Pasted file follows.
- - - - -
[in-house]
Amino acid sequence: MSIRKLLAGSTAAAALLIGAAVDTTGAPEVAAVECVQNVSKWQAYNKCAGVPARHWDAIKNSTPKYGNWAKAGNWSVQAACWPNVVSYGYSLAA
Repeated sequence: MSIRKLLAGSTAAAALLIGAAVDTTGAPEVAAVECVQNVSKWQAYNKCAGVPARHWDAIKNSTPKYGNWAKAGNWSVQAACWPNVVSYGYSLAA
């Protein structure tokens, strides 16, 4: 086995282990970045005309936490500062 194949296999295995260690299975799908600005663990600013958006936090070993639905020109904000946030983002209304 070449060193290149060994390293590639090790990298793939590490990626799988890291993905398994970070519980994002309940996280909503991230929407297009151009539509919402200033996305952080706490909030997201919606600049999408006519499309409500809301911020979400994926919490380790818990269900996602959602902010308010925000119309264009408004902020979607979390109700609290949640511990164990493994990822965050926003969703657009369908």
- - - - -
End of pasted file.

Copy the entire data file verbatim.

[in-house]
Amino acid sequence: MSIRKLLAGSTAAAALLIGAAVDTTGAPEVAAVECVQNVSKWQAYNKCAGVPARHWDAIKNSTPKYGNWAKAGNWSVQAACWPNVVSYGYSLAA
Repeated sequence: MSIRKLLAGSTAAAALLIGAAVDTTGAPEVAAVECVQNVSKWQAYNKCAGVPARHWDAIKNSTPKYGNWAKAGNWSVQAACWPNVVSYGYSLAA
């Protein structure tokens, strides 16, 4: 086995282990970045005309936490500062 194949296999295995260690299975799908600005663990600013958006936090070993639905020109904000946030983002209304 070449060193290149060994390293590639090790990298793939590490990626799988890291993905398994970070519980994002309940996280909503991230929407297009151009539509919402200033996305952080706490909030997201919606600049999408006519499309409500809301911020979400994926919490380790818990269900996602959602902010308010925000119309264009408004902020979607979390109700609290949640511990164990493994990822965050926003969703657009369908």